So we've remained, as you've just heard, active on the M&A front during the quarter, and Mario Lu at Barclays honed in on this with a couple of good questions. Specifically, do you see potential for further M&A to drive growth? We've just announced some. Any updates on recent acquisitions with regard to RestAR and Artomatix? And then also, he asked about Pixyz, the software partnership with NVIDIA and Microsoft. Is there a possibility to expand there? And then finally, Brent Bracelin at Piper asked with regard to kind of how we're doing on Pixyz as well.

So how are we doing cross-sell and things like that. So Luis, if you want to roll with the M&A questions, that'd be great.

Luis Visoso -- Senior Vice President and Chief Financial Officer

Yes. Thank you, Richard, and thanks for the question, Mario Lu and Brent. We believe that M&A will continue to play a role in our future. We use a disciplined approach to evaluate opportunities through what I would say, three lenses.

First, does the acquisition significantly accelerate our capabilities and our key strategic focus areas to strengthen our position in the market? Second, can we generate an attractive return on our investment? And third, can we execute with excellence? We track the performance of our acquisitions. In fact, we completed the last update about a month ago. Overall, our acquisitions are, in aggregate, performing in line with expectations we set when we sign the deals. And we believe that many of these acquisitions have potential to accelerate our growth even further.

As you would expect, there are some opportunities where we can do better, and we have plans to do so. On the point on Pixyz, Pixyz has been part of our offering for many years. And as I mentioned in my prepared remarks, Pixyz enables professional creators to more easily and quickly import 3D data into Unity and optimize models for real-time development. Said differently, Pixyz offers best-in-class tools to digest and optimize 3D data for real life.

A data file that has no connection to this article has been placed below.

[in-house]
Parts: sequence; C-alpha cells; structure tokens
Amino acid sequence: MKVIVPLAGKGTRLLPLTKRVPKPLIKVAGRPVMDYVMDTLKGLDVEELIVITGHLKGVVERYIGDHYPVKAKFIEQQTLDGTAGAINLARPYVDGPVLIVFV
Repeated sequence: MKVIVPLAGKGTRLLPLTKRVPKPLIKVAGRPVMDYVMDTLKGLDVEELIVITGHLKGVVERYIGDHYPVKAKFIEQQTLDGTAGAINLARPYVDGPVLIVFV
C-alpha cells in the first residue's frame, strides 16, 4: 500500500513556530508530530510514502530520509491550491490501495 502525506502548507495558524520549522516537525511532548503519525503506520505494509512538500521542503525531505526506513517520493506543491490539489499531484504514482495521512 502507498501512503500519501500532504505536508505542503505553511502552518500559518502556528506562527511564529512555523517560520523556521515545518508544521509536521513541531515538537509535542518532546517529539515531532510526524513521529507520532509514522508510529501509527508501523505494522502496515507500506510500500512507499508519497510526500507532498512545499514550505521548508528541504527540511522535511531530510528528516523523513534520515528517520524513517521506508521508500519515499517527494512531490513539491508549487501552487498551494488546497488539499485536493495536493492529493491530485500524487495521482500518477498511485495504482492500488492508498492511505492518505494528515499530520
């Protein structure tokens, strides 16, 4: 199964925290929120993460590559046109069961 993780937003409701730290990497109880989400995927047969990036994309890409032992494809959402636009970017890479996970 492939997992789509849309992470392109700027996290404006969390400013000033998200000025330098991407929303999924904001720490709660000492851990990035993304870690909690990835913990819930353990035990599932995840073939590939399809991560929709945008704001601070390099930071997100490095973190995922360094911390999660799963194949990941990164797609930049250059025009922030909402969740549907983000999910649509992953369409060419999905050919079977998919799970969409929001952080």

This is a great capability that enables creators both in games and other verticals with strong customers across several industries. And to your point, we look forward to strengthening our partnership with Microsoft and NVIDIA.

Richard Davis -- Vice President Investor Relations and Strategy

Great. And then, another question for Luis. Gal Munda at Berenberg has a good question. It says, "Now that you've been in the job for more than a quarter, what are some of the early observations of the low-hanging fruit that you've seen and that you can focus on in the near term, either from a purely financial or strategic perspective?"

Luis Visoso -- Senior Vice President and Chief Financial Officer

Yes. Thank you, Gal. It seemed like I've been here for a little bit longer than that, but it's been a lot of fun. I'm very happy to be at Unity.

As I've said before, I believe that this is what I would call a once-in-a-lifetime opportunity. The team is outstanding with technical depth mastery, deep business expertise. The culture is really unique and fantastic, and the passion for winning is as high as I have ever seen. Success for Unity is to enable more creators as the metaverse evolves.

And as a result, we believe that we can sustain revenue growth at or above 30% per year for the long term. And we will do so while creating leverage to improve our operating margins and free cash flow over time. This requires us to operate with clear strategies and discipline and allocate resources to those ideas and projects that can generate businesses at scale.

Richard Davis -- Vice President Investor Relations and Strategy

Great. So now we're on the monetization. And as usual, we have several questions on IDFA. So we're going to hand these over to John.

So we have a handful of questions. So we'll start with Stephen Ju over Credit Suisse asked the following. What is Unity's relative advantage and making sure that publishers are well and/or better compensated over time versus other networks?